Growing Fruit Trees in Containers, Part 1

If you want to grow your own fruit but have limited space, try growing fruit trees in containers. Here are some recommendations on getting started.

Getting Started

With the Grow Your Own movement rooting itself in our everyday lives, people everywhere are enhancing their yards (and their diets) by growing their own fruit. Some are lucky enough to have a large enough area to plant their own orchard, but others who don’t have as much room might feel like they don’t have a lot of options. Not true! If you’re renting an apartment, have limited or no space, or just want something for your patio, you should try growing your fruit trees in containers. In this article, which is part one of a two-part series, we focus on what you need to know to get started with this fun and surprisingly easy process.

How to Plant Fruit Trees in Pots

Choosing the Right Container
Most people choose to grow fruit trees in containers for easy mobility. For this purpose, the ideal container size is about 10-15 gallons — substantial enough to support a tree, but small enough to move easily (see photo at right). This size is perfect if you’re growing in a window or on a balcony or patio, so you can bring the tree indoors for protection when the weather starts getting too cold. It also comes in handy if you need to relocate your tree to an unheated garage, shed, or basement during winter.

Persimmon Tree in a Container

And containers are perfect for growing warm-weather varieties, like citrus trees, banana plants, or fig trees, in areas where the climates are cooler than where the trees would grow naturally.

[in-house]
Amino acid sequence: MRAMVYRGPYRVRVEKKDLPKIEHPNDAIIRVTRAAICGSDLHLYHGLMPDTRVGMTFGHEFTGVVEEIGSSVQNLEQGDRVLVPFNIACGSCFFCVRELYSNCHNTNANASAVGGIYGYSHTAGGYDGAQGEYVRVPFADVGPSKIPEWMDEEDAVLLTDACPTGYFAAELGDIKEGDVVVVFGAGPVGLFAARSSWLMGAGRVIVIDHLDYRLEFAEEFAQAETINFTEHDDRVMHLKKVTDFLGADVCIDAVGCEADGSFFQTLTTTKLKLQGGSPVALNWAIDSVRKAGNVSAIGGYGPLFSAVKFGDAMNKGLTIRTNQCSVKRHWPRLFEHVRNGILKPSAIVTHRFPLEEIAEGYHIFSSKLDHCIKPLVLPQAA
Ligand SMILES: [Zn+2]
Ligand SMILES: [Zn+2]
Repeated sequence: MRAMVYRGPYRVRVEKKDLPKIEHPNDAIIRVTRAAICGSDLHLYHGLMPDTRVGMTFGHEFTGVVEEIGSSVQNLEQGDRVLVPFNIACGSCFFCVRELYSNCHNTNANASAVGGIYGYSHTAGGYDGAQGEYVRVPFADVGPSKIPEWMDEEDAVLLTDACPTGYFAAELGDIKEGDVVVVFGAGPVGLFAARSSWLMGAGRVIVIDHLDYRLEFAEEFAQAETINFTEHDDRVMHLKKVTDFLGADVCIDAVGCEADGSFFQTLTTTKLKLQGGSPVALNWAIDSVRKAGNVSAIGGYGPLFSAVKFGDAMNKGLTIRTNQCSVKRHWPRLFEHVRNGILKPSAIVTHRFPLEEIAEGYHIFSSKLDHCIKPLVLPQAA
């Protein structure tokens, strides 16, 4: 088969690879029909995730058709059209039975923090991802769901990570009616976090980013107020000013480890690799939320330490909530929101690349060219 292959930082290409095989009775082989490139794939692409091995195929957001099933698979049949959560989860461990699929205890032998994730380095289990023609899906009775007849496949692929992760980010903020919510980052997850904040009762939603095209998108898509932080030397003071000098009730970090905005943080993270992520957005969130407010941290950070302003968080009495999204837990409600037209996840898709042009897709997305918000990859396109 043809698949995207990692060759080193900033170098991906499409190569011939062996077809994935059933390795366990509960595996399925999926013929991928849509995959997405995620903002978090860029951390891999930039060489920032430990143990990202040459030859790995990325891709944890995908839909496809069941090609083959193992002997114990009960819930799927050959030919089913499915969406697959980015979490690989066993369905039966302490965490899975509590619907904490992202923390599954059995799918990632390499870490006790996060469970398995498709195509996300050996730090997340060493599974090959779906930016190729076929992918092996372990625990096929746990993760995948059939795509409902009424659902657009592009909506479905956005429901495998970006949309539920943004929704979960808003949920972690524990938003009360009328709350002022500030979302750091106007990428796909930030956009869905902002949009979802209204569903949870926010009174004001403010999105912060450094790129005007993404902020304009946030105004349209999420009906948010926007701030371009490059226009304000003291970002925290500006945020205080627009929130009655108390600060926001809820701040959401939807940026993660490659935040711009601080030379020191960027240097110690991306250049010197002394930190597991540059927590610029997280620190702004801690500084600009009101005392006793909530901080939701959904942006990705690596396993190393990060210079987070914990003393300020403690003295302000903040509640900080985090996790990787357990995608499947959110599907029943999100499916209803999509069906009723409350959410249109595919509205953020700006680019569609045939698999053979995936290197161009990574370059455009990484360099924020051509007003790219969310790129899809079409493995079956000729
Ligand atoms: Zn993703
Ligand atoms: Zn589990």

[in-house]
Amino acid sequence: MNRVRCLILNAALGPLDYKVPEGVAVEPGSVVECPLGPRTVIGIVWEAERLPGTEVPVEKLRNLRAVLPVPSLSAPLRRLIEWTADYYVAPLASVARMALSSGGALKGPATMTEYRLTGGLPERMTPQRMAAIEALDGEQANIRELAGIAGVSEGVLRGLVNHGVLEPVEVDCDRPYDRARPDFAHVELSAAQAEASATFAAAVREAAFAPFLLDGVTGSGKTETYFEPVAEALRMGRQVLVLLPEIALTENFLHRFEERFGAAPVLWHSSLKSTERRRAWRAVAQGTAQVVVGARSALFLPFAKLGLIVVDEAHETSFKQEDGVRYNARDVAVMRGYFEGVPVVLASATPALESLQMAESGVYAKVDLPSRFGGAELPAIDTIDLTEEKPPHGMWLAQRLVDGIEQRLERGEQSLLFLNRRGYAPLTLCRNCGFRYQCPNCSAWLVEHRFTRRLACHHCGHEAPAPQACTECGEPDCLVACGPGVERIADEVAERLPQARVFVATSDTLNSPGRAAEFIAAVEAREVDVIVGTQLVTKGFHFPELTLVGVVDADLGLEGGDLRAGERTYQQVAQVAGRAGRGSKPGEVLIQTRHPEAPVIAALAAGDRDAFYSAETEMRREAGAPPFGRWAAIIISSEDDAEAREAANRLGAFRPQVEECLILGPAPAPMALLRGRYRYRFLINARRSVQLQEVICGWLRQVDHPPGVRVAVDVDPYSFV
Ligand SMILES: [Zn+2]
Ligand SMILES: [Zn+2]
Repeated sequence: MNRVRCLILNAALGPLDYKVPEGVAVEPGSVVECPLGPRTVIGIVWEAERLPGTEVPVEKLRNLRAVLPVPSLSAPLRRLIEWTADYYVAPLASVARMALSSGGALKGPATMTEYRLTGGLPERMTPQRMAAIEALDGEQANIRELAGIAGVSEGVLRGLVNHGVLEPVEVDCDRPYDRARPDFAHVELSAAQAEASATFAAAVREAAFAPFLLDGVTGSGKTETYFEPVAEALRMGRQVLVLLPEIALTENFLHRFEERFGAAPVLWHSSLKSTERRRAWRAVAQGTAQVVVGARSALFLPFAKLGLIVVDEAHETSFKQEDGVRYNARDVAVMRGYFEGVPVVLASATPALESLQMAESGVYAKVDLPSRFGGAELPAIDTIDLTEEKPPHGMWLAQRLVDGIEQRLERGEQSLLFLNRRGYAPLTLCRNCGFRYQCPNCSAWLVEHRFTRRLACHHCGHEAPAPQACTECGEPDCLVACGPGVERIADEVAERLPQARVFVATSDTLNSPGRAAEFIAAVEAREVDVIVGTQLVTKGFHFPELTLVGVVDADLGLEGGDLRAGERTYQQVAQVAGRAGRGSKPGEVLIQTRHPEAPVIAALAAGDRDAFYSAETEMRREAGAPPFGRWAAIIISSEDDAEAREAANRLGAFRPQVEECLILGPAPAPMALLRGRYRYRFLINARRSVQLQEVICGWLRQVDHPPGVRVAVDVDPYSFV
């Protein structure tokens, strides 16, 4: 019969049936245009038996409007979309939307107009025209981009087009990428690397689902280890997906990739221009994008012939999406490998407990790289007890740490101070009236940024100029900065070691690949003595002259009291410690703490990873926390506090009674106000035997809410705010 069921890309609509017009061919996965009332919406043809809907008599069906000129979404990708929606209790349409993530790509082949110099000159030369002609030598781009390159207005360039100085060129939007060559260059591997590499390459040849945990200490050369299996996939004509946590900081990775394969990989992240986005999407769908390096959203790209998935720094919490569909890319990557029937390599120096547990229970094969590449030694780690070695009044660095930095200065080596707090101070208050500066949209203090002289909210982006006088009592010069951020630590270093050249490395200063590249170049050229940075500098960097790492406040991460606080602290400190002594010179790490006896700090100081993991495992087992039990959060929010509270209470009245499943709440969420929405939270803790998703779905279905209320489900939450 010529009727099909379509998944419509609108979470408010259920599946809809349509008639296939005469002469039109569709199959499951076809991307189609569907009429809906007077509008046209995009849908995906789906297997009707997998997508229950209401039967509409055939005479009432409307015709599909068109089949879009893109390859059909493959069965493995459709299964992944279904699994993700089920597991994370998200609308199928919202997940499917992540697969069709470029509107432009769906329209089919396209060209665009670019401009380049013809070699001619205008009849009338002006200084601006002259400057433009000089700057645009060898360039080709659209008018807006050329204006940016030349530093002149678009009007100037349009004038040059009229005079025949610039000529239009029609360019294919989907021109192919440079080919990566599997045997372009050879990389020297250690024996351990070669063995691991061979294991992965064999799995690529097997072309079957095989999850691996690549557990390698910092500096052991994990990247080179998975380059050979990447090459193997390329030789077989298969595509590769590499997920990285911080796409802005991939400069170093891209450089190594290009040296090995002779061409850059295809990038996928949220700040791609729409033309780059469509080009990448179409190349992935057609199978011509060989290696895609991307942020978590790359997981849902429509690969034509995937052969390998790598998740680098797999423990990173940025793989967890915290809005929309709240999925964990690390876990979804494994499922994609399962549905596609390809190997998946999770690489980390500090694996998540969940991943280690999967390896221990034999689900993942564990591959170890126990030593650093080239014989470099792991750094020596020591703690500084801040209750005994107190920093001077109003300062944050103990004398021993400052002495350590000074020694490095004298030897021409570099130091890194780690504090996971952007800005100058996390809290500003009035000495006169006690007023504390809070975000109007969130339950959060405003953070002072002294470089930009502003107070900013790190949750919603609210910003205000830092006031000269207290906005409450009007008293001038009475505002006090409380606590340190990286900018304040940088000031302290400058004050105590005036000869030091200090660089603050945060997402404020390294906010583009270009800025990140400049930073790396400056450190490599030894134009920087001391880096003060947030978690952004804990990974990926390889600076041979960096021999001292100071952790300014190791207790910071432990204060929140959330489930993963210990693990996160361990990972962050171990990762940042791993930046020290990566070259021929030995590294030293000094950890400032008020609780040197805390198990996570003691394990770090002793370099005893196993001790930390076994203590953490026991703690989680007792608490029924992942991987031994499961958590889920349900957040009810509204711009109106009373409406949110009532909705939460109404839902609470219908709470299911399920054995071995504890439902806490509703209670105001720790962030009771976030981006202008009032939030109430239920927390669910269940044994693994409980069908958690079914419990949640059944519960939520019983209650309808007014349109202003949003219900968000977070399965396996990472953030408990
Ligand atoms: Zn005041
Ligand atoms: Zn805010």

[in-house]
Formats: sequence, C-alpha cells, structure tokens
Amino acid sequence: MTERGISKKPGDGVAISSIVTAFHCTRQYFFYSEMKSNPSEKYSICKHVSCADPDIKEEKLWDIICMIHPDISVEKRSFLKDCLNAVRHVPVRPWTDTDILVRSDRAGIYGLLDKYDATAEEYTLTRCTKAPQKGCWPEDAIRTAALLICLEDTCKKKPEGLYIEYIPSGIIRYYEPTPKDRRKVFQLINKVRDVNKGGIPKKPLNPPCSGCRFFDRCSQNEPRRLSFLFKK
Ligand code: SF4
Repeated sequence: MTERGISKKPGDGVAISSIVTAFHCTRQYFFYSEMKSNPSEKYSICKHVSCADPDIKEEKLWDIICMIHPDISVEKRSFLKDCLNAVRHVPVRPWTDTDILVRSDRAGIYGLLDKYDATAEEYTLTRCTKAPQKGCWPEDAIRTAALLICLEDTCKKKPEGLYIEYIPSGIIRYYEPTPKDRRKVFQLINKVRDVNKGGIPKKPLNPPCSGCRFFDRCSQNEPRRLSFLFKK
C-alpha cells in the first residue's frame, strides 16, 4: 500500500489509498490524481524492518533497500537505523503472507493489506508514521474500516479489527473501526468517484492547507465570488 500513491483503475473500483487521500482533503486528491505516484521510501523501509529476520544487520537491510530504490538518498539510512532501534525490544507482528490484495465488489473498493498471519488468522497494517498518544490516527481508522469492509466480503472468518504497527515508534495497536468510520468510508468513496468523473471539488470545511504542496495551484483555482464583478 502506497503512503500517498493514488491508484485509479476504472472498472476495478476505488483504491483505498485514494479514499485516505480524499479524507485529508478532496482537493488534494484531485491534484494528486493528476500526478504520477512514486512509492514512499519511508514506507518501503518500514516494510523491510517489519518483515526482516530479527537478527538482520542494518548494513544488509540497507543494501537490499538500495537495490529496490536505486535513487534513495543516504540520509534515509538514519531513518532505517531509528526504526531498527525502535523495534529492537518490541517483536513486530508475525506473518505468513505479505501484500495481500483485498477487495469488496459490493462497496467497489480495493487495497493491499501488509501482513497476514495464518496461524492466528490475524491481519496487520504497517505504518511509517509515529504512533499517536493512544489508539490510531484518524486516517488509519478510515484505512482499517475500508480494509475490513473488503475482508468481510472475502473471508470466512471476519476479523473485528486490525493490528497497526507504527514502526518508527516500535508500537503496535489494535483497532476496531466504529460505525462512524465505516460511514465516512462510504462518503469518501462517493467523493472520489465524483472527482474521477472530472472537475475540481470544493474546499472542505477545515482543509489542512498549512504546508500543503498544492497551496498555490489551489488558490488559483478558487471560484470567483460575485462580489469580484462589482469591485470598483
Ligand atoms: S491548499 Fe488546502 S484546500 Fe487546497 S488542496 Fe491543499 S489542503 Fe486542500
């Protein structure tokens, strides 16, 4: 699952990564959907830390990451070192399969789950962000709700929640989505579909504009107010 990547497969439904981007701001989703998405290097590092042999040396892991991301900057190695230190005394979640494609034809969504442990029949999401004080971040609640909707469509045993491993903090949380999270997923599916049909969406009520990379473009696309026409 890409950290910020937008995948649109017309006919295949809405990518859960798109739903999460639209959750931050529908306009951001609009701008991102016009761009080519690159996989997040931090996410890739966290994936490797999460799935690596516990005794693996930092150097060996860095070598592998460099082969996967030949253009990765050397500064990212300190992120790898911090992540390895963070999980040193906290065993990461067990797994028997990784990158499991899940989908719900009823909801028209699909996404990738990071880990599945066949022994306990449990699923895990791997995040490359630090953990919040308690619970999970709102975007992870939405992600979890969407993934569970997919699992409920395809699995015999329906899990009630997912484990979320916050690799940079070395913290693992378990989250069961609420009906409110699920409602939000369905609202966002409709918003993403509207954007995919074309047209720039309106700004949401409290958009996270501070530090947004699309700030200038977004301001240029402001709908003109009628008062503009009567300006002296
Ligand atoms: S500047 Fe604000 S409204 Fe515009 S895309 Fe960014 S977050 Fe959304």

Start small, with a 5- or 7-gallon container. As the tree grows within its container, it will eventually become root-bound. Before this happens, you can re-pot it into a larger container. You will be able to tell that your tree has become root-bound to its current container by its lack of vertical growth. It will still produce leaves and even fruit at this point, but you might want to start looking for something bigger to support continual growth and increased production.

No matter what size you choose, your tree won't grow for very long if it doesn't have adequate drainage. Make sure the container you use has holes (usually in the bottom and/or sides), so that any excess water can drain, and air can access the soil. This will help you to prevent potentially fatal diseases like root rot.

Planting in Containers
It is important to choose the right soil. Potting soil is best, since it is specially designed for container planting, and it is easy to find at your local garden supply store. You should avoid using top soil, since it is prone to becoming compacted. Compacted soil creates issues like causing water to run down the inside edges of the container and out the bottom, barely reaching the tree’s roots.

When you are ready to fill your container, you should first add a layer of gravel or rock to the bottom of your container to help with drainage. Then, add some of your soil mix for the roots to rest on, and place your tree in the center of the pot so that it is vertical and straight. After that, add the rest of your soil until the tree is properly situated in the container. Make sure to tamp the soil down around the roots in order to remove any air pockets, just like you would if you were planting your tree in the ground. Give it a thorough watering, and you're set!

Follow the link for an interview with Stark Bro's and more helpful advice on growing fruit trees in containers from